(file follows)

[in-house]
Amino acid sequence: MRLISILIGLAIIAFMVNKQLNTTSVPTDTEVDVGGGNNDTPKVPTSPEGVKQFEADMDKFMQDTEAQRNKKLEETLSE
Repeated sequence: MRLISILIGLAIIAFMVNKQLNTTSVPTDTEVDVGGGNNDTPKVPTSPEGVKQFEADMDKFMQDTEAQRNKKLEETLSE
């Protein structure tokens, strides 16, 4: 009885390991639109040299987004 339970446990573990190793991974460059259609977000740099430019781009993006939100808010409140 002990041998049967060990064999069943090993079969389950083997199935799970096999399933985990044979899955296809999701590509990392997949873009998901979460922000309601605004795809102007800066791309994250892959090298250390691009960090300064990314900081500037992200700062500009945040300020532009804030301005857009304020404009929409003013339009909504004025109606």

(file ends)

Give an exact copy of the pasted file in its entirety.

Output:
[in-house]
Amino acid sequence: MRLISILIGLAIIAFMVNKQLNTTSVPTDTEVDVGGGNNDTPKVPTSPEGVKQFEADMDKFMQDTEAQRNKKLEETLSE
Repeated sequence: MRLISILIGLAIIAFMVNKQLNTTSVPTDTEVDVGGGNNDTPKVPTSPEGVKQFEADMDKFMQDTEAQRNKKLEETLSE
């Protein structure tokens, strides 16, 4: 009885390991639109040299987004 339970446990573990190793991974460059259609977000740099430019781009993006939100808010409140 002990041998049967060990064999069943090993079969389950083997199935799970096999399933985990044979899955296809999701590509990392997949873009998901979460922000309601605004795809102007800066791309994250892959090298250390691009960090300064990314900081500037992200700062500009945040300020532009804030301005857009304020404009929409003013339009909504004025109606």